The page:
There were plenty of winners and losers at Brazil 2014. German football, Brazilian football, James Rodriguez, Luis Suarez, Louis van Gaal, spray-can technology, all left the World Cup with their reputations either greater or lesser than before.
But one undoubted victor of the tournament in Brazil that has thus far slipped under the radar is the re-emergence of 3-5-2. The formation saw Chile annihilate Spain, aided Costa Rica’s against-the-odds march to the quarter-finals and even facilitated for a rather ordinary Netherlands side to reach and win the third-place play-off. Does that make Hull City’s Steve Bruce one of international football’s leading contemporaries? Maybe not.
Former Oranje gaffer Louis van Gaal now wants to bring 3-5-2 to Manchester United – a system which actively defies every philosophical tradition at Old Trafford, most notably the exclusion of natural wingers. He’s used the formation during both of the Red Devils’ pre-season fixtures against La Galaxy and Roma, and has subsequently suggested the club’s recruitment this summer will be done baring it in mind.
In turn, the question must be asked; can 3-5-2 succeed at Manchester United?
Opinions on the system remain fairly divided in England. 3-5-2 is often seen as a foreign formation, particularly taking root in Serie A, with Steve Bruce and Glenn Hoddle amongst the few top flight managers who have championed the system in recent times. Even amid the utmost injury crises, most Premier League managers will resort to deploying midfielders as full-backs before they even consider the notion of constructing a three-man defence.
The last major club to attempt to adopt it was Manchester City during their infamously poor 2012/13 title defence campaign, a season which eventually cost Roberto Mancini his job. Following a 3-1 defeat to Ajax in the Champions League, Micah Richards summarised the opinions of the players; “We’re used to a straight four and it’s twice we’ve gone to a back five and conceded, The players just want to play. It’s a hard system because we’re not used to it.”
Gary Neville soon followed by declaring 3-5-2 ‘alien’ in the Sky Sports studio, citing his own experiences that adapting from a conventional, typically English system to a considerably more continental one with completely different individual roles, especially in defence, was the biggest challenge. For a club that that has implemented back fours and two widemen at every age group throughout Sir Alex Ferguson’s reign and yonder, adaption will be Manchester United’s ultimate obstacle too.
But Louis van Gaal’s ability to implement his ideas on the training pitch is renowned throughout world football. Endorsements such as Raymond Verheijen’s – “He’s an extremely good team builder, a good technical teacher. If a club wants to start from scratch and build a new team then he’s the perfect candidate,” the Holland coach recently told BBC World Service – are not hard to find.
And van Gaal has already undergone a practice run of training a squad around the values of 3-5-2 with Oranje. Before the 2014 World Cup, his Netherlands side had never used the system before but by the end of the tournament they were its leading champions, with the 62 year-old even converting Arjen Robben into an out-and-out centre-forward and Dirk Kuyt into a wing-back. Clearly he has a strong understanding of how 3-5-2 must be taught and the players who suit it best.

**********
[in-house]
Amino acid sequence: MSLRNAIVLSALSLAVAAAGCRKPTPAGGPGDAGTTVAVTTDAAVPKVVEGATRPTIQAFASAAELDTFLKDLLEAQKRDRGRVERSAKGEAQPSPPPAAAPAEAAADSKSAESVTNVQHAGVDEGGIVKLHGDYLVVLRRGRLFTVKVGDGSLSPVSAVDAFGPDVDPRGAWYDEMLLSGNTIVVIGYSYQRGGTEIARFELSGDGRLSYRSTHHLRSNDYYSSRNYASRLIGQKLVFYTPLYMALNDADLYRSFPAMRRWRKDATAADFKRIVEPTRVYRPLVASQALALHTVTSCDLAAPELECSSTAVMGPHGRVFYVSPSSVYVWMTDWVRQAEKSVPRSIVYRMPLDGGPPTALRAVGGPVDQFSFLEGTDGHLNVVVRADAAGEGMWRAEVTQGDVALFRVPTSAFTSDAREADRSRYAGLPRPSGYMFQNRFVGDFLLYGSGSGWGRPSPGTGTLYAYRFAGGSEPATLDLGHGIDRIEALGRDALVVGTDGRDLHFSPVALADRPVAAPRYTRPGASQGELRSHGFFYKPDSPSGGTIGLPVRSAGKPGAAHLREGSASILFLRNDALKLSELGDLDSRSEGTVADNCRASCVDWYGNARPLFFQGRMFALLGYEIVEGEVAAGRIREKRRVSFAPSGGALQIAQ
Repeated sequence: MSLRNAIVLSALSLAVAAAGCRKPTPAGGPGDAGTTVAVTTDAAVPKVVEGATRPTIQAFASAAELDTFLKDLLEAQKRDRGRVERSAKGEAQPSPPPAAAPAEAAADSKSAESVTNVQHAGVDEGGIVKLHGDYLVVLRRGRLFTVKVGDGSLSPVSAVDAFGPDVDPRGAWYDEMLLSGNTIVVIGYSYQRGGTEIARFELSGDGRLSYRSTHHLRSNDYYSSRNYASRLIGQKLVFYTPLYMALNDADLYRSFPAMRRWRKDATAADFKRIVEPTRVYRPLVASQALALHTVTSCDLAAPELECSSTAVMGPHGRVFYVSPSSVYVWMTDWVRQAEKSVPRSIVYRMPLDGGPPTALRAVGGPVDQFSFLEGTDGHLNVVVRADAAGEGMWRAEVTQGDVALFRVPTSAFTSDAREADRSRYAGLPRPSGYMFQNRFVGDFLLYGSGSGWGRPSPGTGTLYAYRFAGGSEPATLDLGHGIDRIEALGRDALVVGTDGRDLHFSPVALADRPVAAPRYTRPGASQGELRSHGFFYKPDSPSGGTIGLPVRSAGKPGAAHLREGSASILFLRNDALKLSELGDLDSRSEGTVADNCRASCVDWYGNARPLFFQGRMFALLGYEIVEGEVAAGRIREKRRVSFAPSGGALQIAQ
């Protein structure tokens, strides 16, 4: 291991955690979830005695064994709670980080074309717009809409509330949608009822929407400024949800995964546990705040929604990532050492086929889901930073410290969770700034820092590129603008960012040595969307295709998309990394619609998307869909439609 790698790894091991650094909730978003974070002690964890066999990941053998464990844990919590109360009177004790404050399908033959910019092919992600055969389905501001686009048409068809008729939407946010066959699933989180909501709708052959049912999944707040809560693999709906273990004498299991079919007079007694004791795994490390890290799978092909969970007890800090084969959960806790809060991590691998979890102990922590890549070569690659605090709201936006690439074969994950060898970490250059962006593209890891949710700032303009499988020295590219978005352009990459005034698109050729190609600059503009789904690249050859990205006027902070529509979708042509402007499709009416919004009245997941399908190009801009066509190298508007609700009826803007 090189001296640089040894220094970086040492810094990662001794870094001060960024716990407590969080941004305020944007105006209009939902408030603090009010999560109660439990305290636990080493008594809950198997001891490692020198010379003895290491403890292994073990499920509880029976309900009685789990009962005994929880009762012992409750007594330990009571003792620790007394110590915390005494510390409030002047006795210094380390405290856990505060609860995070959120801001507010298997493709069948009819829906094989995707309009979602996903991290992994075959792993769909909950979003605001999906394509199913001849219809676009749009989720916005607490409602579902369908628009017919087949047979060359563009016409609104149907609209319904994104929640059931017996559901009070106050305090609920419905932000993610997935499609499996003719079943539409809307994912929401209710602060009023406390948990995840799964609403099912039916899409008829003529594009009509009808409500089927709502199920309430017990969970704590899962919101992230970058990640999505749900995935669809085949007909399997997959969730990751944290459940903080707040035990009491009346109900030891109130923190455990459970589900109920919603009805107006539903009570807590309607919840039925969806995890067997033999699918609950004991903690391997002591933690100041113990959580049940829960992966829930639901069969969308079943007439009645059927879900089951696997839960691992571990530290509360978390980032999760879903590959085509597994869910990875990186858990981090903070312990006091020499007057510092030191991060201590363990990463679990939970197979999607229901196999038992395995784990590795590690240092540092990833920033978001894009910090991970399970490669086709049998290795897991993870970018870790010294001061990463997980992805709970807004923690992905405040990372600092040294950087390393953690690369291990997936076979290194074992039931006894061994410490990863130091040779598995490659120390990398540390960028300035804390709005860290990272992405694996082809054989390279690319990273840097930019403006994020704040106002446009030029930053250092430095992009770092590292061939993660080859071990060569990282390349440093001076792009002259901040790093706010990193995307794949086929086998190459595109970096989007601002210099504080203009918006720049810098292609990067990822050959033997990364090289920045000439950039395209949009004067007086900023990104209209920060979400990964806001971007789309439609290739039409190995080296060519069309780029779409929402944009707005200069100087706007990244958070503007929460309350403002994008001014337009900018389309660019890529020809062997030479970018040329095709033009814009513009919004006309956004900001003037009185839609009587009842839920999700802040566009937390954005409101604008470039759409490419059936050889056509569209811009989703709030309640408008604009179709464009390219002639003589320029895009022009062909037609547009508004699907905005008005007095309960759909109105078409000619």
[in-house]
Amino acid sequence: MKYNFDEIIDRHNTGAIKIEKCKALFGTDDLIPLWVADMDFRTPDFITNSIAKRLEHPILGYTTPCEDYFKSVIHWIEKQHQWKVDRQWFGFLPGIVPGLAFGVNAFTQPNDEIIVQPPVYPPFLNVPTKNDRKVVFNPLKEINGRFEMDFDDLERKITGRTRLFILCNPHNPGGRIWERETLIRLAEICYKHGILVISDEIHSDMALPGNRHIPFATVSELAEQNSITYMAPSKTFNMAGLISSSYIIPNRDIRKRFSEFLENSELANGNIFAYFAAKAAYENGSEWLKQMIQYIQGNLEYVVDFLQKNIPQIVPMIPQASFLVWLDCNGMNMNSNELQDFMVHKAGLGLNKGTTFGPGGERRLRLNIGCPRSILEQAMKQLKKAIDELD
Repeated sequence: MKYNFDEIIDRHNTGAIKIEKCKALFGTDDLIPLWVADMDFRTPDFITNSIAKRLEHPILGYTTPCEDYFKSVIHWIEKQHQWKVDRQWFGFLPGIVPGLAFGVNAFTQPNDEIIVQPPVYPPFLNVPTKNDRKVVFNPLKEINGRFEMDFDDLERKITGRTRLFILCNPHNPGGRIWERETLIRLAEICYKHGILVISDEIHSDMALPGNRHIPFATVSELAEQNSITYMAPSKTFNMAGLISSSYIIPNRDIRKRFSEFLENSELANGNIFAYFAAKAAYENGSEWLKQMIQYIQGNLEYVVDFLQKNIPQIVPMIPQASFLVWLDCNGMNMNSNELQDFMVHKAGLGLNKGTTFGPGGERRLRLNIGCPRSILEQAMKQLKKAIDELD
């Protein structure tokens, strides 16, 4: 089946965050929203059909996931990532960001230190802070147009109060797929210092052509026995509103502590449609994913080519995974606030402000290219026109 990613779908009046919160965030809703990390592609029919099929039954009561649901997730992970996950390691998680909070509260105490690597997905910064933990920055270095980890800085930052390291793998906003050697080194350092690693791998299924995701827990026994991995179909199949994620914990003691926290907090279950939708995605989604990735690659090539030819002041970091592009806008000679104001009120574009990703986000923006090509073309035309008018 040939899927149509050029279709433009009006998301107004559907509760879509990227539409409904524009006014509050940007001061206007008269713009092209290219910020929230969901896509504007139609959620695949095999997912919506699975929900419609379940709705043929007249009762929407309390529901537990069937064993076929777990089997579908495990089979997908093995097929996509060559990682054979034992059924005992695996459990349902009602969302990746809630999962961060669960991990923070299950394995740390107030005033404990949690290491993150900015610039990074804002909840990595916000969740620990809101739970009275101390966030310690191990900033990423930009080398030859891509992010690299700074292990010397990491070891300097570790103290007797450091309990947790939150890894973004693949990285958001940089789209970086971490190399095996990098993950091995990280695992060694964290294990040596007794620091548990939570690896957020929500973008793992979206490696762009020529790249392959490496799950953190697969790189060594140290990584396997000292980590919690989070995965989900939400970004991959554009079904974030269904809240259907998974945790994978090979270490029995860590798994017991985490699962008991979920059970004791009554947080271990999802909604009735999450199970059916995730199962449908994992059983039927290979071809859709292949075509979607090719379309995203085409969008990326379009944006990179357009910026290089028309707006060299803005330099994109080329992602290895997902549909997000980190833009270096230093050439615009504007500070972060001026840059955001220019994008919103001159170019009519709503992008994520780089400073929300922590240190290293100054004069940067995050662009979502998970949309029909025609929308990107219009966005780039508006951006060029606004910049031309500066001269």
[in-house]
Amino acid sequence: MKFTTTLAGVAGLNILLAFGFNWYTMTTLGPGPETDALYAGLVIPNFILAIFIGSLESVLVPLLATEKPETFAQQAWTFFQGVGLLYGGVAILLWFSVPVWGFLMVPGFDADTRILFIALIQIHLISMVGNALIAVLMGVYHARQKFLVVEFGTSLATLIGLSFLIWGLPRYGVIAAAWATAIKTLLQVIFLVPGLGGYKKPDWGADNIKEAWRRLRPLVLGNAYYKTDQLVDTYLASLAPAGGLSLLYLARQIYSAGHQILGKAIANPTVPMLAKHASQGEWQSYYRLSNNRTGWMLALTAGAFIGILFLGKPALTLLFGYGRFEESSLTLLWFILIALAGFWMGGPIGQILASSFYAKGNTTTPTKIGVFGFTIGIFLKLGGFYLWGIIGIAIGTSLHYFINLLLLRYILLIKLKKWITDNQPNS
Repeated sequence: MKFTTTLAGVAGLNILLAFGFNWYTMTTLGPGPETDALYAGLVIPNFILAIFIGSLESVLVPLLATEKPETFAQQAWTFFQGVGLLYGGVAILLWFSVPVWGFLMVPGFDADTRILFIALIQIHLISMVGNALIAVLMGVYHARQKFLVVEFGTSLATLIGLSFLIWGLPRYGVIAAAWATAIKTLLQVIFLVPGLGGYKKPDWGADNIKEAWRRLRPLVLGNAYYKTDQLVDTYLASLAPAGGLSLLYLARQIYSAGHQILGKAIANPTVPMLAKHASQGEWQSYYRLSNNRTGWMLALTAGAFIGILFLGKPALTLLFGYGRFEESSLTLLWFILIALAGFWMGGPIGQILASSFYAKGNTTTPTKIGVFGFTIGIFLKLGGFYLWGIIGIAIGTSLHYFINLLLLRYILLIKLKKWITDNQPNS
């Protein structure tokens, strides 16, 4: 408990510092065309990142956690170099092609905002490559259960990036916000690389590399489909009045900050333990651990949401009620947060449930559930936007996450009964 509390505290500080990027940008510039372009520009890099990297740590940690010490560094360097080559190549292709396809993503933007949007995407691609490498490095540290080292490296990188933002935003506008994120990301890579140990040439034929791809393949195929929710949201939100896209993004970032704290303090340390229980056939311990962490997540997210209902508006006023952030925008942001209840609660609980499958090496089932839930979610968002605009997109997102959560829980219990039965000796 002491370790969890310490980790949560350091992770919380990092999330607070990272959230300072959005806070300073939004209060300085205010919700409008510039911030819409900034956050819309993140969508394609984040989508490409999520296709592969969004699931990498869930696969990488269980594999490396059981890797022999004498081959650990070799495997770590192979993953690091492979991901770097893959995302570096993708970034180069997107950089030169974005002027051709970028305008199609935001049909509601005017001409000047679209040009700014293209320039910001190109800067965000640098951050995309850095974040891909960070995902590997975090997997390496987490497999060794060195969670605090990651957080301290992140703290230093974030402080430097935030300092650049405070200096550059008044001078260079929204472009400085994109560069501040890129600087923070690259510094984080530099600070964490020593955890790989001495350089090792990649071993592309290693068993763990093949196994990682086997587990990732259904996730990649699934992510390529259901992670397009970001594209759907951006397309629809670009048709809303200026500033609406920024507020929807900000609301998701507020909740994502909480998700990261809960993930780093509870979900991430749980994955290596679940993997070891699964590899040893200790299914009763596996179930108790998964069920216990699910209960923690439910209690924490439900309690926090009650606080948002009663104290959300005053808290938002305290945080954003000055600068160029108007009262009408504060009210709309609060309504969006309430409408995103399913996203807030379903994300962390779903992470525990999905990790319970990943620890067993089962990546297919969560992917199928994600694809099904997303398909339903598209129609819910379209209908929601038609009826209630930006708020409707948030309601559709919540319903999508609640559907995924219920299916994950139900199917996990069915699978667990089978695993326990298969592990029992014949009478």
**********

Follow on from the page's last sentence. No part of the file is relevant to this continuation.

Furthermore, as van Gaal has argued himself, United find themselves venturing into the realms of 3-5-2 through necessity rather than design. The Red Devils squad is tremendously unbalanced, or in the 62 year-old’s own words, ‘broken’ – they have four strikers all capable of holding down starting roles, five No.10s and despite United’s enormous heritage otherwise, no wingers that can claim to be amongst the European elite.
Rather, 3-5-2 allows for Robin van Persie, Wayne Rooney and Juan Mata to be on the pitch at the same time – a disturbing conundrum that both David Moyes and Ryan Giggs failed to find a solution to last season – whilst also accommodating for the natural strengths of Luke Shaw and Antonio Valencia, who has become far more defender than midfielder over the course of the last few seasons.
Likewise, a three-man centre-back set-up would hide the inadequacies of what has now become United’s weakest department following the bosman exits of Nemanja Vidic and Rio Ferdinand. As the Dutch demonstrated in Brazil, when quality is in doubt, strength in numbers becomes the safest policy. Furthermore, capable of playing at centre-back, full-back or even midfield, Phil Jones and Chris Smalling should transition to a 3-5-2 well.
But the most prevailing benefit will be that it gives United a clear direction and sense of identity – something they tellingly lacked under David Moyes. Whether it’s the best system for the Red Devils is open to debate, but more important is the fact 3-5-2 creates a separation between United and their past, and a strong, fresh philosophy that the players can believe in.
Of course, the ultimate test will be whether the system can work in England, with a top flight more ferocious, instinctive and competitive than any other and a footballing culture firmly entrenched in variations of 4-4-2. 3-5-2 is by no means incompatible with the Premier League – it took Hull City to an FA Cup final and a 16th place finish last season, despite the Tigers being widely tipped to go back down. But we are yet to witness a club at the top end of the Premiership adopt the system successfully. That uniqueness could prove to be the Red Devils’ defining blessing, or equally their intrinsic curse.